The Weeknd Under Fire for Homophobic Lyrics

The artist's new single, "Lost in the Fire," manages to mock, fetishize, and invalidate lesbian sex—all in the same verse!

The Weeknd’s latest release has the chart-topping artist in hot water: the track, a collab with techno artist and DJ Gesaffelstein, contains some majorly homophobic and misogynistic lyrics.

In the second verse of the new single, “Lost in the Fire,” The Weeknd sings about seeing a woman who “might be into girls.” And that’s not even the problematic part. Over the course of just a few lines, he manages to question her attraction to other women; assert that she’s “going through a phase”; fetishize lesbian sex; and suggest a threesome with “a friend” so he can “fuck you straight”:

I’m tired of being home alone (Home alone)
I used to have a girl a day (Girl a day)
But I want you to stay (I want you to stay, hey)
You said you might be into girls (Into girls)
Said you’re going through a phase (Through a phase)
Keeping your heart safe (Keepin’ your heart safe, oh)
Well, baby, you can bring a friend (Bring a friend)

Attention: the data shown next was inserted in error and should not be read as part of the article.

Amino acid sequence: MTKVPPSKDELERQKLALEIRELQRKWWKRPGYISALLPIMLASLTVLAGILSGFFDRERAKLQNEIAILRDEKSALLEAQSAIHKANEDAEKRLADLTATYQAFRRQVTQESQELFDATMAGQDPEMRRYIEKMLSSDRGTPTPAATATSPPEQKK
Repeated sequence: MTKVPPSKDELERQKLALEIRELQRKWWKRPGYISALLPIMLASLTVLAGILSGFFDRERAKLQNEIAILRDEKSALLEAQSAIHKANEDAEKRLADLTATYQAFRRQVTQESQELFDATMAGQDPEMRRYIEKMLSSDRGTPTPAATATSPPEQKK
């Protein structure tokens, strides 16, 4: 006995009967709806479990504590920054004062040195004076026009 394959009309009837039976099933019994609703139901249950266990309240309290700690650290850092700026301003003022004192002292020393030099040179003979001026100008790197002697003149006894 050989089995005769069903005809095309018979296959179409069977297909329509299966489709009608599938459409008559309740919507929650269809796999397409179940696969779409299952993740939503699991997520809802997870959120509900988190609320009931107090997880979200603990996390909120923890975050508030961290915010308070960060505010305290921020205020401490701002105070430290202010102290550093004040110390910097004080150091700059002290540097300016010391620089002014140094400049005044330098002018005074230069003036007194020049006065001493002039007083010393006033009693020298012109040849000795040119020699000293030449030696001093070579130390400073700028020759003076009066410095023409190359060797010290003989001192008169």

She can ride on top your face (Top your face)
While I fuck you straight (While I fuck you straight, yeah)


Queer Twitter users used their platforms to spell out why these lyrics are deeply misogynistic—and explain how this kind of toxic masculinity can have lasting effects on lesbians and bisexual women. Newsflash, world: queer women don’t exist to be objectified by men (and they certainly can’t be “fucked straight.” But it’s #20BiTeen. You knew that already.)

Meanwhile, the “Starboy” singer and his DJ collaborator have yet to address the controversy on social media. (The Weeknd did tweet a vague message about making “no more daytime music,” which…huh?)

The Weeknd is hardly the first contemporary hip-hop artist to be openly homophobic in his music. Eminem of The Real Slim Shady fame made headlines yet again last August, when he dropped his 10th studio album, Kamikaze, unannounced—and, surprise! He’s still using gay slurs like “faggot.” Alas, The Weeknd’s double-whammy punch of homophobia and misogyny leaves an extra gross taste in our mouths.

Brooklyn-based writer and editor. Probably drinking iced coffee or getting tattooed.